In Argentina, the feminist movement converges with the art world. One group of activists, Nosotras Proponemos, is demanding representation and reform for female artists. I spoke with two women from the group about their work and the state of Argentine feminism in 2019.
Andrea Giunta meets me at the door of her home in San Telmo and quickly leads me inside.
The walls are plastered with art. The decorations are like something out of an interior design magazine.
—Are you an artist? —I ask.
—No, my husband.
Artist or not, Andrea Giunta is an integral part of the Argentine art world. She has worked as an art historian and curator for thirty years. She is a professor of art history at the University of Buenos Aires and she just finished writing her latest book, Feminismo y el arte latinoamericano.
The book addresses the question of representation in art and the history of corresponding activist movements. In the first chapter, she writes, “the art world is predominantly white, European/ north american, heterosexual, and above all, male… the percentage of women’s artwork in the art world has never exceeded 10%, and on average it has constituted around 5% of the total."
Throughout her book, Giunta not only confronts the unjust realities female artists face worldwide, but also tells stories of fortitude and activism. But I did not come to her house to ask her about her book, instead, I came to learn about the group of female artists in Argentina that are demanding change—the women that are proposing representation, diversification, and visibility in the art world. They call themselves Nosotras Proponemos, We Propose.
I ask Andrea to tell me the history of the group.
Before the 2017 death of Graciela Sacco, Nosotras Proponemos did not exist. Andrea describes that time as “a preactivist context”. In 2017, Giunta had been helping curate the exhibition Radical Women and was researching gender representation statistics in art. Despite her work, she recalls the fact that, at the time, “there wasn’t an organizational spirit”.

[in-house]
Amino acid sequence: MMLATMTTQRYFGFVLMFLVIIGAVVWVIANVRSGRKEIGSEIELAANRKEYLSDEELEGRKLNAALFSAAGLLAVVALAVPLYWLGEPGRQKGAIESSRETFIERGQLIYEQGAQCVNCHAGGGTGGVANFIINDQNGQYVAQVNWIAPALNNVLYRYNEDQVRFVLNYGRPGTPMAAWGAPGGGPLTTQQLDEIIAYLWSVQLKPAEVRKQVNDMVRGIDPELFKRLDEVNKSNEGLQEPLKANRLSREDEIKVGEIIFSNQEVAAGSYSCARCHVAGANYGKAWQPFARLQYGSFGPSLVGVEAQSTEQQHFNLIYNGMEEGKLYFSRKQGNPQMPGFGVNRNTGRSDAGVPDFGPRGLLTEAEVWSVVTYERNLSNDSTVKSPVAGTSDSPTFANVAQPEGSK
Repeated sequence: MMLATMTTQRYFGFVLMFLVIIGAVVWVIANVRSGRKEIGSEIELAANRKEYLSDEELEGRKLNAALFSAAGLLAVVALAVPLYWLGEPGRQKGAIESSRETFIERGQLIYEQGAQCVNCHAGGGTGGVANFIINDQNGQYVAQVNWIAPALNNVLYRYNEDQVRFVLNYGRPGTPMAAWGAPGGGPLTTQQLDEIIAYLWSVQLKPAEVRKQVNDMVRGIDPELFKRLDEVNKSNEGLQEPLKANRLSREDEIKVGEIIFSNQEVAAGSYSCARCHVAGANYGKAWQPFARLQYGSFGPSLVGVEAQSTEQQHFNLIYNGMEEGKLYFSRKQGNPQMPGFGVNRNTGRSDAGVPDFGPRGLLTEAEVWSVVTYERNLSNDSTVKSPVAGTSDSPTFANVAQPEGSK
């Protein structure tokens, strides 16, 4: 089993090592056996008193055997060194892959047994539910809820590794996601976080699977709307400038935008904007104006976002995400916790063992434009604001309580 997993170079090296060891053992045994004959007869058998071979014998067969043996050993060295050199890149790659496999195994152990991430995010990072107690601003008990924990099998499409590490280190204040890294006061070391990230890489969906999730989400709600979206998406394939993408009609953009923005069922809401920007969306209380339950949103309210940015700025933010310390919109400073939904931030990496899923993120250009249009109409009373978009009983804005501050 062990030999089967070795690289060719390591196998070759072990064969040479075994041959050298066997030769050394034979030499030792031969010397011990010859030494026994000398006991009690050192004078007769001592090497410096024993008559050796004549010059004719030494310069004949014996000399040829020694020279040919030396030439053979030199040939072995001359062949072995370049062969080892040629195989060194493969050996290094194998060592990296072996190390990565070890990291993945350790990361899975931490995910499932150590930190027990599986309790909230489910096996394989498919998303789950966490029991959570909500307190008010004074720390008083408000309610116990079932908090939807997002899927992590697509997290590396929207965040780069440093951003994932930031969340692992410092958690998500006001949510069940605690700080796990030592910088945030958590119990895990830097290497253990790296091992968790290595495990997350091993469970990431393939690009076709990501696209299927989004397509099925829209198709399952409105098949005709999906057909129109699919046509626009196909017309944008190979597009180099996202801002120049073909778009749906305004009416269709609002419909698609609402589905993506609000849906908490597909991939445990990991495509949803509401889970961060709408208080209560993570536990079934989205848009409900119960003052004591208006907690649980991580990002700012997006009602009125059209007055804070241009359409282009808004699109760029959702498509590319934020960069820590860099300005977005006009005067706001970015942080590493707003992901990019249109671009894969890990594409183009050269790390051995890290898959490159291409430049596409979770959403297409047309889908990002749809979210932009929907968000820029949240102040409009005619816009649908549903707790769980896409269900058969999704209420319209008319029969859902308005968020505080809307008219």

When Graciela Sacco passed, however, that spirit emerged. Sacco was an Argentine artist whose work was highly recognized and widely criticized. According to Andrea, Graciela was attacked by her critics.
—Just as she started to gain international recognition, she was attacked from a machista perspective. For example, people would say, ‘oh yeah, her work is in the Sao Paulo gallery because she’s sleeping with the curator.’
Sacco’s treatment was far from unique, rather it is reflective of a harsh reality in the art world.
—There has always been this idea that when a male artist is successful, it’s because he’s talented. When a female artist is successful, it’s because of sexual favors she’s done for
someone. Those are the ideological and discursive matrices of machismo. And that happens here and it happens everywhere in the world.
Although Sacco’s experiences were mirrored by countless female artists, she became a special kind of martyr.
—When Graciela Saco died, an artist named Leticia Obeid made a post on Facebook with ten points of desirable conduct to change the machista nature of the artistic medium. I saw it and thought, ‘wow, how great’. From there, I copied the ten points and put it on my Facebook page.
Andrea was not alone. Other women followed suit.
—Lots of female artists started adding points. There was a collective dynamic.
It was at this time that Andrea, along with another female activist, formed the document titled
—We put all the points in a Google Doc and we edited it until it reached its current form.